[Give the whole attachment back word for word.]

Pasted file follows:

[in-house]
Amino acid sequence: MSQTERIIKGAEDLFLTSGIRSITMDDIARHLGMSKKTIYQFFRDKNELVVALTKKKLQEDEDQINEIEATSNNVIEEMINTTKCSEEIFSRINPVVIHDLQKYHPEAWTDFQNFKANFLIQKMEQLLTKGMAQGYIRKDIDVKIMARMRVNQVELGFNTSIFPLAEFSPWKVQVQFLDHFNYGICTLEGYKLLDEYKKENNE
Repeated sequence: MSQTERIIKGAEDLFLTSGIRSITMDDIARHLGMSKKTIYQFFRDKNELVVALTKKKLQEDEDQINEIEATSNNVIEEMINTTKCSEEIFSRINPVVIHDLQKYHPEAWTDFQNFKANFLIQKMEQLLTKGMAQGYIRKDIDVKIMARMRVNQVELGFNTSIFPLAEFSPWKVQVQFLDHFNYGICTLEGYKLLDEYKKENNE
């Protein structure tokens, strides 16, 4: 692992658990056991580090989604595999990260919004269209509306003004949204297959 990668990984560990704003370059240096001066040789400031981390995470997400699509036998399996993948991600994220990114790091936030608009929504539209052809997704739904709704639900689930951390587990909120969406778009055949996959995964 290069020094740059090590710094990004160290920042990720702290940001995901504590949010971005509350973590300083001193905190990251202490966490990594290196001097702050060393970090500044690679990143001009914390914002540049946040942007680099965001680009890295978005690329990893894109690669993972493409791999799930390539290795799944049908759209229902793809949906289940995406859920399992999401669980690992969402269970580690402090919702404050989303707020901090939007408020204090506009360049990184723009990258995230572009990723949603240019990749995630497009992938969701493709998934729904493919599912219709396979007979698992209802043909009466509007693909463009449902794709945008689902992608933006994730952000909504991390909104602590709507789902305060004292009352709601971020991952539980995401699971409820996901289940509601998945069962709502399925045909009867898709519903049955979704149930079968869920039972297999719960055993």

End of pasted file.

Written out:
[in-house]
Amino acid sequence: MSQTERIIKGAEDLFLTSGIRSITMDDIARHLGMSKKTIYQFFRDKNELVVALTKKKLQEDEDQINEIEATSNNVIEEMINTTKCSEEIFSRINPVVIHDLQKYHPEAWTDFQNFKANFLIQKMEQLLTKGMAQGYIRKDIDVKIMARMRVNQVELGFNTSIFPLAEFSPWKVQVQFLDHFNYGICTLEGYKLLDEYKKENNE
Repeated sequence: MSQTERIIKGAEDLFLTSGIRSITMDDIARHLGMSKKTIYQFFRDKNELVVALTKKKLQEDEDQINEIEATSNNVIEEMINTTKCSEEIFSRINPVVIHDLQKYHPEAWTDFQNFKANFLIQKMEQLLTKGMAQGYIRKDIDVKIMARMRVNQVELGFNTSIFPLAEFSPWKVQVQFLDHFNYGICTLEGYKLLDEYKKENNE
């Protein structure tokens, strides 16, 4: 692992658990056991580090989604595999990260919004269209509306003004949204297959 990668990984560990704003370059240096001066040789400031981390995470997400699509036998399996993948991600994220990114790091936030608009929504539209052809997704739904709704639900689930951390587990909120969406778009055949996959995964 290069020094740059090590710094990004160290920042990720702290940001995901504590949010971005509350973590300083001193905190990251202490966490990594290196001097702050060393970090500044690679990143001009914390914002540049946040942007680099965001680009890295978005690329990893894109690669993972493409791999799930390539290795799944049908759209229902793809949906289940995406859920399992999401669980690992969402269970580690402090919702404050989303707020901090939007408020204090506009360049990184723009990258995230572009990723949603240019990749995630497009992938969701493709998934729904493919599912219709396979007979698992209802043909009466509007693909463009449902794709945008689902992608933006994730952000909504991390909104602590709507789902305060004292009352709601971020991952539980995401699971409820996901289940509601998945069962709502399925045909009867898709519903049955979704149930079968869920039972297999719960055993």